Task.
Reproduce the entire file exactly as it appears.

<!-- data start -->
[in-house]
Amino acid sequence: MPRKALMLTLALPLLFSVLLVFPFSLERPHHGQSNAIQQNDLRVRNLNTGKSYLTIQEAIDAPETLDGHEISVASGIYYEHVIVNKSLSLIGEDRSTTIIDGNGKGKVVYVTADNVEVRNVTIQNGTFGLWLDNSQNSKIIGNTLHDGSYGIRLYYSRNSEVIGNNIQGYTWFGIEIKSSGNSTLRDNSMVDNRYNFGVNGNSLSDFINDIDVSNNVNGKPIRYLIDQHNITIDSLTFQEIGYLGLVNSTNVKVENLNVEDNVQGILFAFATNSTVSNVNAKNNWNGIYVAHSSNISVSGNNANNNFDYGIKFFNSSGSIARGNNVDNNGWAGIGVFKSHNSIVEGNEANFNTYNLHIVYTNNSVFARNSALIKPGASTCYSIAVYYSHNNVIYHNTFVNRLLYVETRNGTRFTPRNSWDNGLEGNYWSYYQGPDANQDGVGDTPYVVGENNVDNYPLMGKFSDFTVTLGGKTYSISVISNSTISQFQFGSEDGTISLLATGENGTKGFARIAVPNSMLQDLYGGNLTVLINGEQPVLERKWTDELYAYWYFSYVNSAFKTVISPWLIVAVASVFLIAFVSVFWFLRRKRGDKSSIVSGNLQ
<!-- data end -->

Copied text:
[in-house]
Amino acid sequence: MPRKALMLTLALPLLFSVLLVFPFSLERPHHGQSNAIQQNDLRVRNLNTGKSYLTIQEAIDAPETLDGHEISVASGIYYEHVIVNKSLSLIGEDRSTTIIDGNGKGKVVYVTADNVEVRNVTIQNGTFGLWLDNSQNSKIIGNTLHDGSYGIRLYYSRNSEVIGNNIQGYTWFGIEIKSSGNSTLRDNSMVDNRYNFGVNGNSLSDFINDIDVSNNVNGKPIRYLIDQHNITIDSLTFQEIGYLGLVNSTNVKVENLNVEDNVQGILFAFATNSTVSNVNAKNNWNGIYVAHSSNISVSGNNANNNFDYGIKFFNSSGSIARGNNVDNNGWAGIGVFKSHNSIVEGNEANFNTYNLHIVYTNNSVFARNSALIKPGASTCYSIAVYYSHNNVIYHNTFVNRLLYVETRNGTRFTPRNSWDNGLEGNYWSYYQGPDANQDGVGDTPYVVGENNVDNYPLMGKFSDFTVTLGGKTYSISVISNSTISQFQFGSEDGTISLLATGENGTKGFARIAVPNSMLQDLYGGNLTVLINGEQPVLERKWTDELYAYWYFSYVNSAFKTVISPWLIVAVASVFLIAFVSVFWFLRRKRGDKSSIVSGNLQ